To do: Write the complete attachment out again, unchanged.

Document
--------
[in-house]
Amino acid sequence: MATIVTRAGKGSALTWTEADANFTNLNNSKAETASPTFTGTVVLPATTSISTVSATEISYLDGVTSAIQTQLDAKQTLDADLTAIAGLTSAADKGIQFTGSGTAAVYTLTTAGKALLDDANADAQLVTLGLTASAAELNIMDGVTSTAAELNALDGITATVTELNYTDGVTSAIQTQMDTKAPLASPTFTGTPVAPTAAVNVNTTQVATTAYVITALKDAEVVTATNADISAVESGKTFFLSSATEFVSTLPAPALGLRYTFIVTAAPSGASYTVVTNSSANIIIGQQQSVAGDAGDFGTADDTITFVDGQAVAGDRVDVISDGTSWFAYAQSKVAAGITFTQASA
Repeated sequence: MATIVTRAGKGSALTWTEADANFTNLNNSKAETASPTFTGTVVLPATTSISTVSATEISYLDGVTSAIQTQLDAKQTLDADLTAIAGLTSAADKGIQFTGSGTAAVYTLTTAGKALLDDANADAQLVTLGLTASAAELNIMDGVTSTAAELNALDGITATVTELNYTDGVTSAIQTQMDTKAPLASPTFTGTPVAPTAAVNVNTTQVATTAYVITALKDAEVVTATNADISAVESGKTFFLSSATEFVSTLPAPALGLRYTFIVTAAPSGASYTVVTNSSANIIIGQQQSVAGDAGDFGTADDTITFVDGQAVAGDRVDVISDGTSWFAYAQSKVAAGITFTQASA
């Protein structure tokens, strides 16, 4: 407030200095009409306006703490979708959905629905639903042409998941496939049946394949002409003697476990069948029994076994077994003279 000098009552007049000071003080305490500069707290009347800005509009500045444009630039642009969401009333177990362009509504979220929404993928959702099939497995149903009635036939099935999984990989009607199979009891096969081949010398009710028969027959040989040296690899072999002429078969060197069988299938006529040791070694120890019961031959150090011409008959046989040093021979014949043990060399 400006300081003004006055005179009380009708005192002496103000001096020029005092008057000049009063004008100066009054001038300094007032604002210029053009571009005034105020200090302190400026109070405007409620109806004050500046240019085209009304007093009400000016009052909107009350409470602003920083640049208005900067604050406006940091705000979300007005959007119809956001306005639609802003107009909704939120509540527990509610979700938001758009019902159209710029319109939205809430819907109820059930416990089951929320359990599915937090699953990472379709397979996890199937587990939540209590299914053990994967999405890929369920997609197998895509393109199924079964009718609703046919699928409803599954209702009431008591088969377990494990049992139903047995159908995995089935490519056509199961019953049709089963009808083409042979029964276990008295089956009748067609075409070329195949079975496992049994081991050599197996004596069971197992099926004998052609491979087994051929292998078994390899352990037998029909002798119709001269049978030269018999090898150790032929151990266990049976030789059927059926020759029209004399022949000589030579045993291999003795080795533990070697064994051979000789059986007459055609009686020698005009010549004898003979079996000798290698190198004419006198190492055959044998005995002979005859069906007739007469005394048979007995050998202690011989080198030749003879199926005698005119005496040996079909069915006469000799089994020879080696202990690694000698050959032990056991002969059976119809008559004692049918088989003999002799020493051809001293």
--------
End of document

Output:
[in-house]
Amino acid sequence: MATIVTRAGKGSALTWTEADANFTNLNNSKAETASPTFTGTVVLPATTSISTVSATEISYLDGVTSAIQTQLDAKQTLDADLTAIAGLTSAADKGIQFTGSGTAAVYTLTTAGKALLDDANADAQLVTLGLTASAAELNIMDGVTSTAAELNALDGITATVTELNYTDGVTSAIQTQMDTKAPLASPTFTGTPVAPTAAVNVNTTQVATTAYVITALKDAEVVTATNADISAVESGKTFFLSSATEFVSTLPAPALGLRYTFIVTAAPSGASYTVVTNSSANIIIGQQQSVAGDAGDFGTADDTITFVDGQAVAGDRVDVISDGTSWFAYAQSKVAAGITFTQASA
Repeated sequence: MATIVTRAGKGSALTWTEADANFTNLNNSKAETASPTFTGTVVLPATTSISTVSATEISYLDGVTSAIQTQLDAKQTLDADLTAIAGLTSAADKGIQFTGSGTAAVYTLTTAGKALLDDANADAQLVTLGLTASAAELNIMDGVTSTAAELNALDGITATVTELNYTDGVTSAIQTQMDTKAPLASPTFTGTPVAPTAAVNVNTTQVATTAYVITALKDAEVVTATNADISAVESGKTFFLSSATEFVSTLPAPALGLRYTFIVTAAPSGASYTVVTNSSANIIIGQQQSVAGDAGDFGTADDTITFVDGQAVAGDRVDVISDGTSWFAYAQSKVAAGITFTQASA
């Protein structure tokens, strides 16, 4: 407030200095009409306006703490979708959905629905639903042409998941496939049946394949002409003697476990069948029994076994077994003279 000098009552007049000071003080305490500069707290009347800005509009500045444009630039642009969401009333177990362009509504979220929404993928959702099939497995149903009635036939099935999984990989009607199979009891096969081949010398009710028969027959040989040296690899072999002429078969060197069988299938006529040791070694120890019961031959150090011409008959046989040093021979014949043990060399 400006300081003004006055005179009380009708005192002496103000001096020029005092008057000049009063004008100066009054001038300094007032604002210029053009571009005034105020200090302190400026109070405007409620109806004050500046240019085209009304007093009400000016009052909107009350409470602003920083640049208005900067604050406006940091705000979300007005959007119809956001306005639609802003107009909704939120509540527990509610979700938001758009019902159209710029319109939205809430819907109820059930416990089951929320359990599915937090699953990472379709397979996890199937587990939540209590299914053990994967999405890929369920997609197998895509393109199924079964009718609703046919699928409803599954209702009431008591088969377990494990049992139903047995159908995995089935490519056509199961019953049709089963009808083409042979029964276990008295089956009748067609075409070329195949079975496992049994081991050599197996004596069971197992099926004998052609491979087994051929292998078994390899352990037998029909002798119709001269049978030269018999090898150790032929151990266990049976030789059927059926020759029209004399022949000589030579045993291999003795080795533990070697064994051979000789059986007459055609009686020698005009010549004898003979079996000798290698190198004419006198190492055959044998005995002979005859069906007739007469005394048979007995050998202690011989080198030749003879199926005698005119005496040996079909069915006469000799089994020879080696202990690694000698050959032990056991002969059976119809008559004692049918088989003999002799020493051809001293």